What’s in it for National Bank?
This has been an often-asked question since HXT was launched. Previously, funds using forward or swap contracts have been used to obtain exposure to a specific fund, often bond portfolios (i.e. to effectively ‘convert’ interest income to capital gains). These derivatives typically cost 0.3% to 0.4% per year.
The swap used for HXT is a more common structure that has associated tax benefits for the counterparty. HXT’s prospectus notes that they are not paying National Bank to structure the swap. And I confirmed that this is standard practice – not a circumstance unique to the BetaPro-National Bank relationship.
Recall that HXT tracks the S&P/TSX 60TMTotal Return Index (i.e. price changes + full reinvestment of dividends). In hedging its swap exposure, the counterparty invests in the index stocks.
Accordingly, it receives dividends which are effectively tax-free because they’re Canadian-source dividends. But the payment under the swap, which includes an amount equal to the dividends, is fully deductible. This tax arbitrage is effectively National Bank’s compensation for structuring the swap and taking on the tracking error risk. Counterparties do not enjoy a similar tax benefit with swaps covering bonds or foreign stocks because both types of investments generate fully taxable income.
Are HXT investors fairly compensated for credit risk?
This is perhaps the more interesting question. As noted in my previous post, the tax benefits to HXT investors are arguably not that large since eligible dividends are taxed at a similar rate as capital gains for taxable income much above $70,000 annually in Ontario (varies by province).
So the primary benefit of HXT’s structure is its improved tracking of, let’s say, 0.02%per year and fee savings of 0.08% to 0.10% annually. That 10 to 12 basis points is effectively the compensation to HXT investors for assuming the credit risk of the swap. But, it’s important to understand exactly what’s at risk.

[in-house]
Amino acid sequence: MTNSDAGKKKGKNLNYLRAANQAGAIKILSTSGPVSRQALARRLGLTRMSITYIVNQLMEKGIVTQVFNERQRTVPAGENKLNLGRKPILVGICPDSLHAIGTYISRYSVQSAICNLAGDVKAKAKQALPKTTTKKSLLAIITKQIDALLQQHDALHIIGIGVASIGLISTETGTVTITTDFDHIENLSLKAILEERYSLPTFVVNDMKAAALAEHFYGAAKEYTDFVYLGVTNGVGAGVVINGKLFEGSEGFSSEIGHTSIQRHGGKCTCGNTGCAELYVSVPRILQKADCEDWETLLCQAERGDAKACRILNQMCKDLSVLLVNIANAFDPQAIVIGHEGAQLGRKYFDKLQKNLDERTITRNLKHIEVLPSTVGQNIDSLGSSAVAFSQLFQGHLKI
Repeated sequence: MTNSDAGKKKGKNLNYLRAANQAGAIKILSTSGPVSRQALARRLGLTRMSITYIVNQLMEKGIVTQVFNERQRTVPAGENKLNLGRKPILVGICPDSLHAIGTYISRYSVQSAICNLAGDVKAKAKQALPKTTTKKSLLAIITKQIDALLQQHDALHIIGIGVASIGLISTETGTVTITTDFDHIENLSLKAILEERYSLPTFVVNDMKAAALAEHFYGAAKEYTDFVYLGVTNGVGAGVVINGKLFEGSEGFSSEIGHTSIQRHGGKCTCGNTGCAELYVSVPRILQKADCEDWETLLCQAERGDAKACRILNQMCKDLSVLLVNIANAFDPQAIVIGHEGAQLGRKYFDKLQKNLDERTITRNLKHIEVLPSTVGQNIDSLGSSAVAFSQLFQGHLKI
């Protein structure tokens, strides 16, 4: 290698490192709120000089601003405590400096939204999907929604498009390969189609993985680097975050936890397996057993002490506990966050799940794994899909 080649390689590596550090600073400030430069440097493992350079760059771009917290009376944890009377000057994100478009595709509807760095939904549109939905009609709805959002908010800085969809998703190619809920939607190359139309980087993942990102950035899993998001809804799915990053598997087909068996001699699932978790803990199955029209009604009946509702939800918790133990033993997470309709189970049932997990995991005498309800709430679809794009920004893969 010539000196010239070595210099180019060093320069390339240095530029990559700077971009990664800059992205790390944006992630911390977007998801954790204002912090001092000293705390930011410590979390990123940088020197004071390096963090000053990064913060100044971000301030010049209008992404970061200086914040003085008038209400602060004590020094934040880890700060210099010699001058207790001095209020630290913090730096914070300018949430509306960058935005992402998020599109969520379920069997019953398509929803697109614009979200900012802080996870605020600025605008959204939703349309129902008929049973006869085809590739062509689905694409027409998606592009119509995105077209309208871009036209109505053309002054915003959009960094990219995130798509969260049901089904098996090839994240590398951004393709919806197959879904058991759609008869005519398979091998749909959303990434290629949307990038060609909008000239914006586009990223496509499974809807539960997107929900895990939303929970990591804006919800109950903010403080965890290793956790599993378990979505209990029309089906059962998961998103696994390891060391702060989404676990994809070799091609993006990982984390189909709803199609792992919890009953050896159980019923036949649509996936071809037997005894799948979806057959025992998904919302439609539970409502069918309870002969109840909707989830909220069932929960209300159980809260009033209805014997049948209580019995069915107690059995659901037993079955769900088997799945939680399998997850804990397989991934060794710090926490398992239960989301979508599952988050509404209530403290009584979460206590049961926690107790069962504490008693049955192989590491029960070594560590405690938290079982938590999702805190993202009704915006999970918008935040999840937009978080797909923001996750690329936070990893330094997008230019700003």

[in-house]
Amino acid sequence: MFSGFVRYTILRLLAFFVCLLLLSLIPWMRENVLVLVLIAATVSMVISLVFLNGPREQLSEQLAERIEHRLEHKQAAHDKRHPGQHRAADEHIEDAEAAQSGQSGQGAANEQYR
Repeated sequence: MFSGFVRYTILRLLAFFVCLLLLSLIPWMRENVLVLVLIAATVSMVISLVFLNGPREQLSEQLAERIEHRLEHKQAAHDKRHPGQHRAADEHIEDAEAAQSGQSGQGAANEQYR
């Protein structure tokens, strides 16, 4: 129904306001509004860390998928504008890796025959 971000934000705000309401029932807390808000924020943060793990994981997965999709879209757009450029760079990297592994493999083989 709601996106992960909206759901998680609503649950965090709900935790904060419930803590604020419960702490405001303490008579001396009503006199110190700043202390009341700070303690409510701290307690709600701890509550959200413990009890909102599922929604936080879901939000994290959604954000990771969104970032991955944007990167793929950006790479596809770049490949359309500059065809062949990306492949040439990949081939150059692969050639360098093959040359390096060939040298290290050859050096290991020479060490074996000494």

Total return swaps usually exchange only the returns not the notional value (or total investment). So, only the return payment is at risk in the event of the counterparty’s failure. According to National Instrument 81-102 (see page 23 of this link), the mark-to-market value of a swap held with any single counterparty cannot exceed 10% of a fund’s net asset value (NAV) for more than 30 days. In other words, up to 10% of HXT’s net assets could be lost if National Bank of Canada fails. And we can look to the credit default swap (CDS) market to determine if HXT investors are fairly compensated for assuming this credit risk exposure.
While I was unable to obtain a CDS quote for National Bank, I was able to get quotes for a basket of U.S. banks. One of them, Wells Fargo, has Warren Buffett’s vote of confidence given that it’s one of Berkshire Hathaway’s holdings. A five-year CDS on Wells Fargo was recently quoted at 106 basis points. But Wells Fargo’s credit ratings (AA-) are stronger than those of National Bank (A). And Goldman Sachs, which was recently quoted at 155 basis points on the CDS market, has only slightly weaker credit ratings than National Bank .
Even if we assume that National Bank of Canada’s CDS quote is equal to Wells Fargo’s 106 basis points, the implied cost of credit protection is roughly equal to HXT’s cost advantage. This is calculated by multiplying the maximum credit risk exposure of 10% by the cost of the 106 basis points for credit protection (i.e. 10% x 106 basis points = 10.6 basis points). In other words, if HXT wanted to protect investors against the possible failure of National Bank of Canada, it could buy protection for the equivalent of about 0.106% annually. Doing so would cause its cost advantage to vanish. Judging by credit ratings, however, the cost may well exceed HXT’s 10 to 12 basis point advantage.
Some investors and advisors will naturally gravitate toward simpler structures. Others will embrace complexity for the sake of greater efficiency and potentially better tracking. Indeed, Ontario Teachers’ Pension Plan held nearly $200 million in equity total return swaps as of two years ago. Personally, I would favour BMO’s ZCN for its low fees and simpler structure if I wanted to index large cap Canada – which, by the way, I do not.
But HXT’s launch gave birth to an interesting irony. When people began trading BetaPro’s leveraged and inverse ETFs, they appeared to do so without a thorough read of the ETFs’ prospectus. (Incidentally, BetaPro came under so much scrutiny that they commissioned some educational pieces – including one by yours truly prior to joining HighView – to make sure that investors and advisors understood the implications of daily tracking.)
Yet the launch of HXT, a much simpler product, sparked widespread scrutiny of its prospectus by journalists, bloggers, competitors, etc. looking for something wrong. It’s refreshing but ironic nonetheless. Despite the fact that I wouldn’t buy it, HXT doesn’t appear to be all that scary. While HXT may launch a Canadian-style price war, it’s a price war just the same and ETF investors could benefit from this increased competition.